Mindwise is off the ground!

It’s Tuesday evening and we’re only a few hours away from launching Mindwise, the new blog for the Psychology Department of the University of Groningen. My daughter’s in bed, her toys tucked away, and I am finally sitting down to write the inaugural post, the Beatles on the stereo, a cocktail on the table beside me. I have been thinking about this post since the editorial board of the unnamed-at-the-time blog first met in October of last year, but waited until everything else was ready until I put pen on proverbial paper.

Why another Psychology blog?

Just a couple of weeks ago, the American columnist Nicholas Kristof wrote an op-ed in the New York Times with the title Professors, We Need You!, more rousing call to arms than dispassioned observation. In his short piece, he asserts that the marginalisation of academics from public life is, at least in part, their own failure to remain relevant and active in an ever-evolving public conversation. While Kristof’s article is more dramatic than it need have been (as evidenced by the quick and well-considered responses by academics active on public media), there is little dispute about academia’s responsibility to engage non-expert readers, educate beyond the walls of lecture halls, and actively maintain its relevance in society. Slowly, though not yet in the mainstream, tenure-track systems and grant review panels place increasingly more value on public communication and graduate programmes are beginning to teach the relevant skills and to promote the use of social media. And which University these days is without a Facebook page or YouTube channel?

It was awareness of and commitment to this responsibility that ultimately led to the development of Mindwise, a platform for Psychology faculty members and students of the University of Groningen to write about their research and education activities. Every week, new blog posts will present the research that is conducted at the Psychology department, views of the department’s student and faculty members on current affairs, book reviews etc. for everyone to read and comment on.

Staying in touch

An additional aim of Mindwise is to promote the communication within the department itself. With over 2000 students and more than 100 staff members, keeping everyone informed about new developments is a task and a half! Our aim is to provide an active, vibrant, and open platform for everyone to learn about and become involved in the academic and social goings-on of the department. The Events and News tabs at the top right of the page will host information about anything relevant to members of the Psychology department; you can easily stay up-to-date by subscribing to the news feed, the main blog feed, or adding the events calendar to your favourite calendar programme (hint: just click on “RSS feed for Events”, in the relevant tab).

Clicking on the Authors and About Us tabs slides the navigation bar to reveal what is really hiding behind the scenes: the contributors to Mindwise, the students and staff members of the Psychology department. This is where you can read the bios of all the authors (with more being added every week), find links to their published work and blogposts.

Many more things to come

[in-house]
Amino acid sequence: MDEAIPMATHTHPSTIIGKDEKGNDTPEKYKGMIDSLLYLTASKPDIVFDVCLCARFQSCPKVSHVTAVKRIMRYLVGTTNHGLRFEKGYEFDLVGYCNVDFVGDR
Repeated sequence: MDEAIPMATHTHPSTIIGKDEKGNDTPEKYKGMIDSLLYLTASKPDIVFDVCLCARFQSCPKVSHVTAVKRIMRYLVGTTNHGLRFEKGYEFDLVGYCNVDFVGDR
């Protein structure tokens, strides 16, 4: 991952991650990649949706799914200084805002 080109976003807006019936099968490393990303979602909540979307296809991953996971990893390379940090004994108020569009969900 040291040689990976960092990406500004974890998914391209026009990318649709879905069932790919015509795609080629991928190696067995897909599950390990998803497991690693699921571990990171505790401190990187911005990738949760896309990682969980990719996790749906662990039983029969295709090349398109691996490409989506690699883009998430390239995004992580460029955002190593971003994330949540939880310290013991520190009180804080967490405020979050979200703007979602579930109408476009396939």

We have many more plans to make Mindwise grow in the future. Look out for interviews with students and researchers, videos with visits to labs, and many more things. Most crucial to our success, however, is your involvement. Subscribe to our feeds, comment on our posts, send us emails with suggestions and requests, become involved. Your involvement will make the difference on whether Mindwise ultimately fulfills its purpose. You are its core focus. You are Mindwise.


NOTE: Image by Sascha Wenninger, licenced under CC BY 2.0

Tassos Sarampalis on Twitter

Dr. Sarampalis is a lecturer at the Psychology department of the University of Groningen. He began his career in psychoacoustics in the UK where he worked with Deb Fantini and Chris Plack, before moving to California to work on hearing devices, first with Monita Chatterjee and then with Erv Hafter. His current research interests involve understanding the contributions of cognition in complex hearing situations and the interactions of cognition and hearing impairment. For more information, you can visit his website.

Select Publications

  • Everhardt, M. K., Sarampalis, A., Coler, M., Başkent, D., & Lowie, W. (2020). Meta-Analysis on the Identification of Linguistic and Emotional Prosody in Cochlear Implant Users and Vocoder Simulations. Ear Hear, 1. https://doi.org/10.1097/aud.0000000000000863 pdf

  • Pals, C., Sarampalis, A., Beynon, A., Stainsby, T., & Başkent, D. (2020). Effect of Spectral Channels on Speech Recognition, Comprehension, and Listening Effort in Cochlear-Implant Users. Trends in Hearing. https://doi.org/10.1177/2331216520904617 pdf

  • Everhardt, M. K., Sarampalis, A., Coler, M., Başkent, D., & Lowie, W. (2019). “Perception of L2 lexical stress in words degraded by a cochlear implant simulation.” Proceedings of the 19th International Congress of Phonetic Sciences (ICPhS). Melbourne, Australia. pdf

  • Pals, C., Sarampalis, A., van Dijk, M, Baskent, D. (2018). “Effects of Additional Low-Pass–Filtered Speech on Listening Effort for Noise-Band–Vocoded Speech in Quiet and in Noise.” Ear and Hearing, pdf

  • Baskent, D., Clarke, J., Pals, C., Benard, M.R., Bhargava, P., Saija, J., Sarampalis, A., Wagner, A., & Gaudrain, E. (2016). “Cognitive Compensation of Speech Perception With Hearing Impairment, Cochlear Implants, and Aging: How and to What Degree Can It Be Achieved?” Trends in Hearing, 20, 1-16. http://doi.org/10.1177/2331216516670279 pdf

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